Last week, I had the opportunity to participate in the Office of the Director of National Intelligence’s 12th Annual Intelligence Community Legal Conference to discuss acquisition reform with some of the top government attorneys in the intelligence community. Much to my surprise, the majority of the conversation focused on bid protests and the impact that protests have on federal procurements. During my time as a government attorney defending against bid protests, I gained valuable insight into how the government works to defeat them and what contractors can to do improve their chance of success. Some of these lessons are shared below. 

If bid protest litigation were compared to the “World Series of Poker”, the government would be the veteran, professional player with the biggest stack of chips at the table. The protester, on the other hand, would be an amateur player with just a few big blinds left in his stack. The cards, or in the case of bid protests, the facts, are not necessarily controlling because the professional players possess several other advantages. First, they have much more experience playing the game and often were trained by some of the best veteran players. They also possess information about all of the other players and control that information by limiting the amount they provide to the protestor. Finally, while the protestor, in most cases, is always all in, when the government loses a hand, they are not eliminated from the game.

One of the government’s favorite tactics in bid protest litigation is using motions practice in an early effort to dismiss a protest filed with the Government Accountability Office (GAO). The bottom line is that a procedural dismissal is considered a win for the government. Dismissing one issue, or sometimes even several issues, reduces the government’s litigation risk and protects the government against protests and other costs. Procedural motions can also provide the government with an early read on whether the protest has any merit. As a Trial Team Chief, the first thing that I would discuss with junior attorneys assigned new protest matters was whether or not it was a “quick kill.” I would explain that the GAO has approximately 50 standard dismissal letters that it uses to dispose of protests before even getting to the merits of the case. If we could find a way to fit the facts or circumstances into one of these areas we could quickly kill the protest and move on to another pressing matter.

Government motions to dismiss before the GAO can generally be broken down into four areas:

  1. the GAO lacks jurisdiction over the matter
  2. the protest is untimely
  3. the protester is not an interested party
  4. the protest fails to state a valid basis for protest

In my experience, the easiest and most often used “quick kill” motion is a motion to dismiss a protest because it wasn’t timely filed. The timeliness rules concerning the deadlines for filing bid protests can be confusing to even the most experienced practitioners because different timelines can apply to different types of procurements. There are also timelines that dictate whether or not the government is required to stay a procurement pending the resolution of the protest. Recent legislation regarding enhanced debriefings has made this issue even more complicated especially for an inexperienced protestor. At Cohen Seglias, we often encounter protestors who miss filing deadlines because they do not understand these complicated rules and, as a result, are unable to move forward with their cases. If these contractors had decided to file protests at the GAO, the government would have likely moved to dismiss the protests and the assigned government attorney would have been credited with a “quick kill.”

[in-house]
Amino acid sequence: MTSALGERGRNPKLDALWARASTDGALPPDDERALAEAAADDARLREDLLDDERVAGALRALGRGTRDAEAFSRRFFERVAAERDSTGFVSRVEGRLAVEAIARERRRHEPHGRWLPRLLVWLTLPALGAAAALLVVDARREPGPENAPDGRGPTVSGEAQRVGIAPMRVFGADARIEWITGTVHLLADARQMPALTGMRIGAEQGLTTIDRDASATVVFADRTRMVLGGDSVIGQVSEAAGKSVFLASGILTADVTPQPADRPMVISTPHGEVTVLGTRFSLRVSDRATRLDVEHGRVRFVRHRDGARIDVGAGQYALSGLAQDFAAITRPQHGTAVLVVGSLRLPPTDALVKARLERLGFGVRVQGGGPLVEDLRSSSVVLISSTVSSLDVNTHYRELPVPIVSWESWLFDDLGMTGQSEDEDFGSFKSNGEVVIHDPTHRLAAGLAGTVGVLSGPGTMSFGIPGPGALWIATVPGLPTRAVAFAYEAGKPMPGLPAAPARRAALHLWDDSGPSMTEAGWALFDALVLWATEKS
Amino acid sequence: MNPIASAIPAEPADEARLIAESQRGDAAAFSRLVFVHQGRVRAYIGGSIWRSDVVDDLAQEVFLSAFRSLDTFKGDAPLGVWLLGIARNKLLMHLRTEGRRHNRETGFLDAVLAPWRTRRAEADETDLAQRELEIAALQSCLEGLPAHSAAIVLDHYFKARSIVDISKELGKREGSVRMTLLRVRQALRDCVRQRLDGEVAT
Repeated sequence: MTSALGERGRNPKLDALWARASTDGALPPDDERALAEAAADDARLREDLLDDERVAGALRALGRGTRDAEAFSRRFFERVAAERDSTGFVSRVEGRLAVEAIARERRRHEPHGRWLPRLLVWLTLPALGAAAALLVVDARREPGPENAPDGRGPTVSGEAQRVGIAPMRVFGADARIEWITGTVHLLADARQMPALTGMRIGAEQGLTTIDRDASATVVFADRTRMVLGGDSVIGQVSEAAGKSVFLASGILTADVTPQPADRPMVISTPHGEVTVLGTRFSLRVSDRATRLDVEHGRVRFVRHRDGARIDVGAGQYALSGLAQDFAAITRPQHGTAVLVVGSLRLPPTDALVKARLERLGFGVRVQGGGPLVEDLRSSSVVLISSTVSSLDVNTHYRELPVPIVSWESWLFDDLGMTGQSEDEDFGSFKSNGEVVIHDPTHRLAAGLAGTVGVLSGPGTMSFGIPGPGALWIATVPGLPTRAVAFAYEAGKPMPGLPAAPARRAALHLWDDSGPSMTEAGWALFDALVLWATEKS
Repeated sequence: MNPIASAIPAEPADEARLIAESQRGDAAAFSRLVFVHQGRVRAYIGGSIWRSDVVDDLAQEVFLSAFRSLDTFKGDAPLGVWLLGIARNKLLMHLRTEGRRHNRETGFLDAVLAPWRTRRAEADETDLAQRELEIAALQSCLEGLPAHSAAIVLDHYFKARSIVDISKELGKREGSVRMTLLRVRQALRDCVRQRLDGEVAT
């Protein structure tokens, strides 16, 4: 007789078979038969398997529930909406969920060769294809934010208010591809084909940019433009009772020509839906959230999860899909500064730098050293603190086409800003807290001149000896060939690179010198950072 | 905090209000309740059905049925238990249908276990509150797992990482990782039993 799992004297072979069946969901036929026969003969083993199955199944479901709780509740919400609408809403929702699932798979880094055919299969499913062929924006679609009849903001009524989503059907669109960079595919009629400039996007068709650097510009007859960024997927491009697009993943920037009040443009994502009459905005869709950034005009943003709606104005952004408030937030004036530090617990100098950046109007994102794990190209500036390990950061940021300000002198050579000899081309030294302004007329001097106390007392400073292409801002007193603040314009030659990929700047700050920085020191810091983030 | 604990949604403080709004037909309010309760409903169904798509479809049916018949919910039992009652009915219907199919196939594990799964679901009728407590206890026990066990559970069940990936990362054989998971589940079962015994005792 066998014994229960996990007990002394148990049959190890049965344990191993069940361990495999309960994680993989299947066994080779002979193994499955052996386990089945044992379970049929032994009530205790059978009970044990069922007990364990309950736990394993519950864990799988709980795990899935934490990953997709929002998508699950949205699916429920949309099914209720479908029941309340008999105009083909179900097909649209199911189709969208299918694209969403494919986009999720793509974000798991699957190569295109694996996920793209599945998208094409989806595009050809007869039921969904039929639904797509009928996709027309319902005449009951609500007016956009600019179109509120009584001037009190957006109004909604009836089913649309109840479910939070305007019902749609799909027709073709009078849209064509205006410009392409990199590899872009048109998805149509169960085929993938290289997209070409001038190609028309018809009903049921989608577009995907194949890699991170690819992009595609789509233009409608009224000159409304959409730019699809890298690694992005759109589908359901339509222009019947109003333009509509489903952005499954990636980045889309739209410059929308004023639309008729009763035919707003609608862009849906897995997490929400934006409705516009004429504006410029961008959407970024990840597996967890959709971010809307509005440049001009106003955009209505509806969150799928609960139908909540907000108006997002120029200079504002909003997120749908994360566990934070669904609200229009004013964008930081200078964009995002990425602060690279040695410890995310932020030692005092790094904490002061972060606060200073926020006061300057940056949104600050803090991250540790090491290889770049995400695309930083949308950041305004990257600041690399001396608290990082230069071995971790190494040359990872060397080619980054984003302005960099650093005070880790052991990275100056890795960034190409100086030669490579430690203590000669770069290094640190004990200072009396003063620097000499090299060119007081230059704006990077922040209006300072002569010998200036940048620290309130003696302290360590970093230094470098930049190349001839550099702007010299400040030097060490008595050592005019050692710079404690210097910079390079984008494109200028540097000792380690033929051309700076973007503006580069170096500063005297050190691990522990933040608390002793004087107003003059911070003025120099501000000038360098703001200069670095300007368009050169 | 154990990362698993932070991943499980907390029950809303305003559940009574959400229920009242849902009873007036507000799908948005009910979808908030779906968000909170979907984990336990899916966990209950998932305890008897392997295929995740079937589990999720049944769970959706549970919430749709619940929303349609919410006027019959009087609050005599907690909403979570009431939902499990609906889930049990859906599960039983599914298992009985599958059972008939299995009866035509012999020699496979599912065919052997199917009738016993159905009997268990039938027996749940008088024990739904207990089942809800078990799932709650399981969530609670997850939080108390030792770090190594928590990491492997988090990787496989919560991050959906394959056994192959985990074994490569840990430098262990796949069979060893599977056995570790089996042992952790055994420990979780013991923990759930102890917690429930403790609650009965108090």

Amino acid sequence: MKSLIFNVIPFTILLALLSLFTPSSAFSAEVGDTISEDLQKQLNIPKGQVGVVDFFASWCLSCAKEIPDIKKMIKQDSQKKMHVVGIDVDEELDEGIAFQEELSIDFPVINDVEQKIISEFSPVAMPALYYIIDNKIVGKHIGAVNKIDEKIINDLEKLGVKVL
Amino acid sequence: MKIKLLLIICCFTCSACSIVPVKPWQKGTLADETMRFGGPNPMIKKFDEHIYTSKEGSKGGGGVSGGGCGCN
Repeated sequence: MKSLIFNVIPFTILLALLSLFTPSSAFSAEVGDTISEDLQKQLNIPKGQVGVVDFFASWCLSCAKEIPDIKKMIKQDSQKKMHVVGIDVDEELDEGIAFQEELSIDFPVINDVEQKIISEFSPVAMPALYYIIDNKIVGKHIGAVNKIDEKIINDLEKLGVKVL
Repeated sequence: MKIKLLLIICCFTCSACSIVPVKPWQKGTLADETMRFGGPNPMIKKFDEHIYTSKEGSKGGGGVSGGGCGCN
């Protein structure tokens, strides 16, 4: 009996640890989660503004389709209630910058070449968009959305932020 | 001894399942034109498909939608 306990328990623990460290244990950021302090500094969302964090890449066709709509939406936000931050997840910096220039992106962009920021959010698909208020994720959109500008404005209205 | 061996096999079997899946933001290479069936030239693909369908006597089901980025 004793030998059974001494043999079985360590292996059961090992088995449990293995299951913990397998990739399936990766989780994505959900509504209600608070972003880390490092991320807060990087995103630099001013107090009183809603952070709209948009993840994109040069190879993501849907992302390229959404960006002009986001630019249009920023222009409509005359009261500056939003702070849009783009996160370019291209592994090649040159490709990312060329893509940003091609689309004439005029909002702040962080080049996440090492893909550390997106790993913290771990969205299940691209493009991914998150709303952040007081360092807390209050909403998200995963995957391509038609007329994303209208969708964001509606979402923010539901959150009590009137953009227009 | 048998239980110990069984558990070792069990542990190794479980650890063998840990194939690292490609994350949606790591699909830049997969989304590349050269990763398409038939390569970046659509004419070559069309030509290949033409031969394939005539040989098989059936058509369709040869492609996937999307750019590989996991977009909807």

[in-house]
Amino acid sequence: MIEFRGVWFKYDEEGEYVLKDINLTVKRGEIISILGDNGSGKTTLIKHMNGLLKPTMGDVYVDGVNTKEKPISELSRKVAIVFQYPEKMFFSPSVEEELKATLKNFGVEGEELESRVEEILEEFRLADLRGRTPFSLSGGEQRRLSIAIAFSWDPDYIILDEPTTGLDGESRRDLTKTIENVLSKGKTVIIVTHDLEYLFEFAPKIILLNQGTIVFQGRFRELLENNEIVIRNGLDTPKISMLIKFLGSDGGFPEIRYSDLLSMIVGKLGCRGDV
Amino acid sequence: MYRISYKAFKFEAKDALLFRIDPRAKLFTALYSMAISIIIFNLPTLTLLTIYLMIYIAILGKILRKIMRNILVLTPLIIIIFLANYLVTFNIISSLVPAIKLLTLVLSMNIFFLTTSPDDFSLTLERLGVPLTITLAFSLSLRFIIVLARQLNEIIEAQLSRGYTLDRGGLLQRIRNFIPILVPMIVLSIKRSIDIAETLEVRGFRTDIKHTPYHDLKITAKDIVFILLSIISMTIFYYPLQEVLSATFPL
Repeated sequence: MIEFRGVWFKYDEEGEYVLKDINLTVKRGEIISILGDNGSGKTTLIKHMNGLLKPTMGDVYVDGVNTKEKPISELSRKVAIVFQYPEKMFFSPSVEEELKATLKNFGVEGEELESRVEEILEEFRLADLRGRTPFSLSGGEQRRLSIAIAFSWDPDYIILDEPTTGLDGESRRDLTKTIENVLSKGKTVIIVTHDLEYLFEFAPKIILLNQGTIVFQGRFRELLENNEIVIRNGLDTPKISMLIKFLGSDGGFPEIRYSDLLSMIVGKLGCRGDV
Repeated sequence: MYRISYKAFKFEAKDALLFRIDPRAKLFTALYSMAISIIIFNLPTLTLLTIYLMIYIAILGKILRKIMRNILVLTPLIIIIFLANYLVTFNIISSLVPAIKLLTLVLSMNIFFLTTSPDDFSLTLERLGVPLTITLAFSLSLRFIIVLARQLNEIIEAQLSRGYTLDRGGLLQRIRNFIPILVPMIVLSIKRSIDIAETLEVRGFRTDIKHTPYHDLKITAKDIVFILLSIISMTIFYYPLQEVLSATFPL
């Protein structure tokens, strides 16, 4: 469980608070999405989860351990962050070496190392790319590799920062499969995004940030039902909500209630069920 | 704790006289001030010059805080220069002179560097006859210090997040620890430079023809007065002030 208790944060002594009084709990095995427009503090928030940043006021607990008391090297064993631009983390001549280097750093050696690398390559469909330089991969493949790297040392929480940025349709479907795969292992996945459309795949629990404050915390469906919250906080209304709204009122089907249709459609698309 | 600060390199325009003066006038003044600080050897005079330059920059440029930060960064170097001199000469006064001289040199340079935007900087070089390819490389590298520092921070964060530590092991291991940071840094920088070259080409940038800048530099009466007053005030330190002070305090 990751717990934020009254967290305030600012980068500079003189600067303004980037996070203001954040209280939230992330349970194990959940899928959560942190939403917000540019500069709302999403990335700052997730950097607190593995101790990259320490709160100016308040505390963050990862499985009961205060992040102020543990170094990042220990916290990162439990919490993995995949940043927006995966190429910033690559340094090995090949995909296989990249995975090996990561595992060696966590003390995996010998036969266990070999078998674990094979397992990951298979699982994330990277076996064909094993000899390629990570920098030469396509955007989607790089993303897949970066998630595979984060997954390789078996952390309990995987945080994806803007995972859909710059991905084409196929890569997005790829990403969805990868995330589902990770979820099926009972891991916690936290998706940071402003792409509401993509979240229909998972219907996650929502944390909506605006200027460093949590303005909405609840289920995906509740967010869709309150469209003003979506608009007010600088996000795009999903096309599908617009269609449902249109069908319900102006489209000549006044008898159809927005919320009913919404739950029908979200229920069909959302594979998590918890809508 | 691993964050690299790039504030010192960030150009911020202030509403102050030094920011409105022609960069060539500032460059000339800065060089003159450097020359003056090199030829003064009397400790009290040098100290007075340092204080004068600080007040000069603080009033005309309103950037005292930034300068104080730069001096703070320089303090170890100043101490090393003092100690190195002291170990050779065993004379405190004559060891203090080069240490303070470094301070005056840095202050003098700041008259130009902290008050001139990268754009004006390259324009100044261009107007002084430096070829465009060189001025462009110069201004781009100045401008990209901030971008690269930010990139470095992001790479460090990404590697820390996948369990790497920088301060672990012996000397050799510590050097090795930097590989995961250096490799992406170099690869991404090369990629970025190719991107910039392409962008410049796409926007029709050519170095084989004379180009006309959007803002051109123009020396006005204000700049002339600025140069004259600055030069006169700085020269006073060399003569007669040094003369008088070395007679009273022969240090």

Another favorite tactic of the government is to file a motion to dismiss a bid protest on the grounds that it fails to state a valid basis for protest. These motions can be very effective and are typically used to limit the government’s litigation risk by narrowing the scope of a protest that contains multiple issues or protest grounds. This is especially true in cases where a protester has limited access to the information the government relied upon when making the contract award and, as such, cannot fully evaluate or develop the protest grounds. I often used this tactic to successfully defend against bid protests by either getting the protest dismissed in its entirety or by narrowing the scope of the protest and, in many cases, limiting the amount of information the government was required to provide to the protestor under the GAO discovery rules. This might seem like a small victory but limiting the amount of information that a protester is provided reduces the likelihood of a supplemental bid protest and increases the government’s chance of success.

At Cohen Seglias, we use these insights, as well as those of my colleagues, to help contractors navigate the federal procurement process. Recently, I was asked by a reporter at Law360 why I chose to join the firm. The answer is quite simple. Our Federal Contracting Group is unique because the majority of attorneys practicing on our team have previously worked for the federal government, defending the government in the exact type of cases that our clients are now bringing. This experience gives us a distinct advantage against the government because we know the tactics that they are going to use and we know how they will try to defend against our client’s cases. If you have any questions concerning bid protest litigation please contact us so that we can utilize our prior government experience to help even the odds of your case.

Timothy A. Furin is a partner in the firm’s Government Contracting Group. He draws on his background as an acquisition law specialist in the U.S. Army Judge Advocate General’s Corps to help clients navigate the federal government procurement process.